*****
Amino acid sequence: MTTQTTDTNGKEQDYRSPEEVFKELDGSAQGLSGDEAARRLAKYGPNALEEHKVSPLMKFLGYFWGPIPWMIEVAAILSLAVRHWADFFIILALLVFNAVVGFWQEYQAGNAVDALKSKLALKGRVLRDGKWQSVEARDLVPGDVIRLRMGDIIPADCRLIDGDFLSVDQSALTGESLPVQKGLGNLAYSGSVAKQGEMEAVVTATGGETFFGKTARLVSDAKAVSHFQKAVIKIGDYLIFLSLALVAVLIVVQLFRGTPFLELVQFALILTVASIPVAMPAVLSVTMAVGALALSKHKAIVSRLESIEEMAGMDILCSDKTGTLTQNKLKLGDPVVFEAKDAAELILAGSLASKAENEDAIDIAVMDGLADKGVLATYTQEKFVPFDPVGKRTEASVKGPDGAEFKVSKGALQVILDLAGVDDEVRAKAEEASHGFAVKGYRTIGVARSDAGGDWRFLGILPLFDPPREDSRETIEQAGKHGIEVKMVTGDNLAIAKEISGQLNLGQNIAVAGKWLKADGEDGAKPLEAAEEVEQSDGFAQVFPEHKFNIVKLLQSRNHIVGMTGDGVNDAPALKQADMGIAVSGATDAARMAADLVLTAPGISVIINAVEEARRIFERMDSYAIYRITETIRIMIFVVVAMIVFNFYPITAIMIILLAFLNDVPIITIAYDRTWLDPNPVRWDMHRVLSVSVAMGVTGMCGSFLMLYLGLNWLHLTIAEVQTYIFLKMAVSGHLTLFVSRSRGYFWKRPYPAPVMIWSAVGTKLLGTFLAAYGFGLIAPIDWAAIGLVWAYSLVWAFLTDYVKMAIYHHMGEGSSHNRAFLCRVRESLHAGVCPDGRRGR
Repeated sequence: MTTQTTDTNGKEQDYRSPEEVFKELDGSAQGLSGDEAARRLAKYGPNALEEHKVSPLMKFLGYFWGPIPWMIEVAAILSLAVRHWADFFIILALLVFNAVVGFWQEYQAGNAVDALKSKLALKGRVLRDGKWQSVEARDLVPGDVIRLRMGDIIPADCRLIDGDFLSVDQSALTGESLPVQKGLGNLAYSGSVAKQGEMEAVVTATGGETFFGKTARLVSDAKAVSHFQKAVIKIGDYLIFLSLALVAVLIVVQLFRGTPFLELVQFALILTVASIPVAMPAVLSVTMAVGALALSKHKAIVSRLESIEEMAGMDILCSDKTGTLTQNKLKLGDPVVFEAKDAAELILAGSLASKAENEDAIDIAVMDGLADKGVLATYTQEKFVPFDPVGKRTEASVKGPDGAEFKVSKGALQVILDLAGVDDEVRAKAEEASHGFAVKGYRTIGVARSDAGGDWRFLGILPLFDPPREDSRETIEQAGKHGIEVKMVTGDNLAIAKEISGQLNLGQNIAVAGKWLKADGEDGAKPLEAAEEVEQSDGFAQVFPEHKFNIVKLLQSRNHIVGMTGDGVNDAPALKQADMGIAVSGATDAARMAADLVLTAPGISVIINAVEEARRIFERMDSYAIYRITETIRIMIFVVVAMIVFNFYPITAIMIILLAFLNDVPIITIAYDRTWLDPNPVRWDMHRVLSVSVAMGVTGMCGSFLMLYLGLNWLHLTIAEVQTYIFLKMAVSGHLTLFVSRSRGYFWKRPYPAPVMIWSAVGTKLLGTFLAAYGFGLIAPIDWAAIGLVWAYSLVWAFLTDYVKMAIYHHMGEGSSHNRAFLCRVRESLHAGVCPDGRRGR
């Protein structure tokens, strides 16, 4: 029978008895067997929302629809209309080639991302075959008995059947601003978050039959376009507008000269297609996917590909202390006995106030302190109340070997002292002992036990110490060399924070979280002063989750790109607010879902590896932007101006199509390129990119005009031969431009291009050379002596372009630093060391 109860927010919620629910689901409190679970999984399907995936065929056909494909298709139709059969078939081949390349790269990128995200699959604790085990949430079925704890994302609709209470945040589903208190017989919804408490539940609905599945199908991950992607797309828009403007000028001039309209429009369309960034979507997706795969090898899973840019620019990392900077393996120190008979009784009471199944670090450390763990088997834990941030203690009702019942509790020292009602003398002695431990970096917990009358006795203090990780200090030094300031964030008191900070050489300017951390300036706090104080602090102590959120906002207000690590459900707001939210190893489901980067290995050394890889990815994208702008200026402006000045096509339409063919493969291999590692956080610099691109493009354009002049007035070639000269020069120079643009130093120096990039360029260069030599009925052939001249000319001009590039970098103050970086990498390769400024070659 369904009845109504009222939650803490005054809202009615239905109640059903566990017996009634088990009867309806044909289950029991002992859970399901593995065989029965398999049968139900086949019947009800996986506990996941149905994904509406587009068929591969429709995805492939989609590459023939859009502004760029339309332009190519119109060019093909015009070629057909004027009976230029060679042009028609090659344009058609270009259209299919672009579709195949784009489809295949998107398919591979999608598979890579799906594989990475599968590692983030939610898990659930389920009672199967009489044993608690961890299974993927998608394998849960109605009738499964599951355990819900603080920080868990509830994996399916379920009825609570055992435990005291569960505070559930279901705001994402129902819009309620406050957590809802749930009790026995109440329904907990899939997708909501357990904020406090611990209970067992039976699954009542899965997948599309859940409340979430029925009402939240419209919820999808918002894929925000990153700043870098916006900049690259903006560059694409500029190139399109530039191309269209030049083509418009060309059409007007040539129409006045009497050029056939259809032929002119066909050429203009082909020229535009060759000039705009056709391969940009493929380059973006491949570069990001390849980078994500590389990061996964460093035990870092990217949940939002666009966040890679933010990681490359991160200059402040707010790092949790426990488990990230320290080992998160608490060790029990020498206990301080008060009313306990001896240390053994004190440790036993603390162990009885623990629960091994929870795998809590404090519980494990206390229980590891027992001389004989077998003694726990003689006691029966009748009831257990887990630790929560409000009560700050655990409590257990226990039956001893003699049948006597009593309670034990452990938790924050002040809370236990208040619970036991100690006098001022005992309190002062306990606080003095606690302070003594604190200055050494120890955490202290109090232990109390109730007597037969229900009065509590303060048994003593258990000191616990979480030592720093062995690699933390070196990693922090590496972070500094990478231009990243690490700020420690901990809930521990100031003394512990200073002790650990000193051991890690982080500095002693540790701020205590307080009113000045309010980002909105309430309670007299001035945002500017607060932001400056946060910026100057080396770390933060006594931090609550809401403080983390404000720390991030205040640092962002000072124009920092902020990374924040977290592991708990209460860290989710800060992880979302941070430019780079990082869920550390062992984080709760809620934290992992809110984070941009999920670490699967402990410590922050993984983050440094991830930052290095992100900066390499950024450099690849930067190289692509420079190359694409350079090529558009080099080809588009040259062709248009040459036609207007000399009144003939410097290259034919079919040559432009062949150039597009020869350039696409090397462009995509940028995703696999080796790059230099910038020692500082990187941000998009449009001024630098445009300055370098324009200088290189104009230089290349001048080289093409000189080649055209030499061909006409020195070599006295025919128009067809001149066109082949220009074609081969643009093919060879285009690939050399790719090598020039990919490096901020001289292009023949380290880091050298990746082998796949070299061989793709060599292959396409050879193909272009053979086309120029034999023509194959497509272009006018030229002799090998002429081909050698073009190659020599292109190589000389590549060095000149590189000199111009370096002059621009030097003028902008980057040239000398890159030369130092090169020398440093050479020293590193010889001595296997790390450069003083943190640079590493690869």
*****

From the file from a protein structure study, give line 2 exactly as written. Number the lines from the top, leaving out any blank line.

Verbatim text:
Repeated sequence: MTTQTTDTNGKEQDYRSPEEVFKELDGSAQGLSGDEAARRLAKYGPNALEEHKVSPLMKFLGYFWGPIPWMIEVAAILSLAVRHWADFFIILALLVFNAVVGFWQEYQAGNAVDALKSKLALKGRVLRDGKWQSVEARDLVPGDVIRLRMGDIIPADCRLIDGDFLSVDQSALTGESLPVQKGLGNLAYSGSVAKQGEMEAVVTATGGETFFGKTARLVSDAKAVSHFQKAVIKIGDYLIFLSLALVAVLIVVQLFRGTPFLELVQFALILTVASIPVAMPAVLSVTMAVGALALSKHKAIVSRLESIEEMAGMDILCSDKTGTLTQNKLKLGDPVVFEAKDAAELILAGSLASKAENEDAIDIAVMDGLADKGVLATYTQEKFVPFDPVGKRTEASVKGPDGAEFKVSKGALQVILDLAGVDDEVRAKAEEASHGFAVKGYRTIGVARSDAGGDWRFLGILPLFDPPREDSRETIEQAGKHGIEVKMVTGDNLAIAKEISGQLNLGQNIAVAGKWLKADGEDGAKPLEAAEEVEQSDGFAQVFPEHKFNIVKLLQSRNHIVGMTGDGVNDAPALKQADMGIAVSGATDAARMAADLVLTAPGISVIINAVEEARRIFERMDSYAIYRITETIRIMIFVVVAMIVFNFYPITAIMIILLAFLNDVPIITIAYDRTWLDPNPVRWDMHRVLSVSVAMGVTGMCGSFLMLYLGLNWLHLTIAEVQTYIFLKMAVSGHLTLFVSRSRGYFWKRPYPAPVMIWSAVGTKLLGTFLAAYGFGLIAPIDWAAIGLVWAYSLVWAFLTDYVKMAIYHHMGEGSSHNRAFLCRVRESLHAGVCPDGRRGR